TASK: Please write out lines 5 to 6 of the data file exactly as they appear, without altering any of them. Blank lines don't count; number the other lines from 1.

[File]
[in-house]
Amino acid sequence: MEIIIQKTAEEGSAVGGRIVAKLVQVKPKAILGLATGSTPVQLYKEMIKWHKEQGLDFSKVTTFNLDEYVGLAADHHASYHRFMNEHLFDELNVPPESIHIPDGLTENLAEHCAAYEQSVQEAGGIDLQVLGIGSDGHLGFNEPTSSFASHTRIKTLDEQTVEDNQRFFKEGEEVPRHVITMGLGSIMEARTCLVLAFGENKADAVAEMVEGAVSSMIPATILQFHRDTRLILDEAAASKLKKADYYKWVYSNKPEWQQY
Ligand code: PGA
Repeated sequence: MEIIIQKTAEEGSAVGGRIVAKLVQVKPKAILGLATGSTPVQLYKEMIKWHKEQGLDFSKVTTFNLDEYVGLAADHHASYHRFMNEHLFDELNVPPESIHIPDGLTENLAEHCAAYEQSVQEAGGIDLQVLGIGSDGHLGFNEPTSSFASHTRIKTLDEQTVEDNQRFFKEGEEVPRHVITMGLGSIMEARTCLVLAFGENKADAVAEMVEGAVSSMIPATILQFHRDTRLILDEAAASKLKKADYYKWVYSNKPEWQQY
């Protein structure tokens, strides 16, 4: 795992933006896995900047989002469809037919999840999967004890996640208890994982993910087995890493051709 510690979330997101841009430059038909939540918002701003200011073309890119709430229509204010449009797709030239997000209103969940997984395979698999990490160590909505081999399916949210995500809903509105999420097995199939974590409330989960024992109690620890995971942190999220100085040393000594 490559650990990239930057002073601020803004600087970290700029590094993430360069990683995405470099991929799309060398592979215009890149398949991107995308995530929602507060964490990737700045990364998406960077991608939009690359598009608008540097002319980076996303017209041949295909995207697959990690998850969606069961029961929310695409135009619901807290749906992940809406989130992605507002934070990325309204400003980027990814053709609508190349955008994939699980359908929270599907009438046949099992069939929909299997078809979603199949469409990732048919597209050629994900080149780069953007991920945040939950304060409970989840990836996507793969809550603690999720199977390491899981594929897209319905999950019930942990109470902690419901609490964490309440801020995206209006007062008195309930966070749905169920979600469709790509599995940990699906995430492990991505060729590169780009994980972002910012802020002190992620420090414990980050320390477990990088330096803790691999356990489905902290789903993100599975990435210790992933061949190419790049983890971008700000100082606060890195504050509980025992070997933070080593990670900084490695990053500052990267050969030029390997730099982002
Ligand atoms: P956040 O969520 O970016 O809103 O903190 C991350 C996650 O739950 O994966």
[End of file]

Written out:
């Protein structure tokens, strides 16, 4: 795992933006896995900047989002469809037919999840999967004890996640208890994982993910087995890493051709 510690979330997101841009430059038909939540918002701003200011073309890119709430229509204010449009797709030239997000209103969940997984395979698999990490160590909505081999399916949210995500809903509105999420097995199939974590409330989960024992109690620890995971942190999220100085040393000594 490559650990990239930057002073601020803004600087970290700029590094993430360069990683995405470099991929799309060398592979215009890149398949991107995308995530929602507060964490990737700045990364998406960077991608939009690359598009608008540097002319980076996303017209041949295909995207697959990690998850969606069961029961929310695409135009619901807290749906992940809406989130992605507002934070990325309204400003980027990814053709609508190349955008994939699980359908929270599907009438046949099992069939929909299997078809979603199949469409990732048919597209050629994900080149780069953007991920945040939950304060409970989840990836996507793969809550603690999720199977390491899981594929897209319905999950019930942990109470902690419901609490964490309440801020995206209006007062008195309930966070749905169920979600469709790509599995940990699906995430492990991505060729590169780009994980972002910012802020002190992620420090414990980050320390477990990088330096803790691999356990489905902290789903993100599975990435210790992933061949190419790049983890971008700000100082606060890195504050509980025992070997933070080593990670900084490695990053500052990267050969030029390997730099982002
Ligand atoms: P956040 O969520 O970016 O809103 O903190 C991350 C996650 O739950 O994966």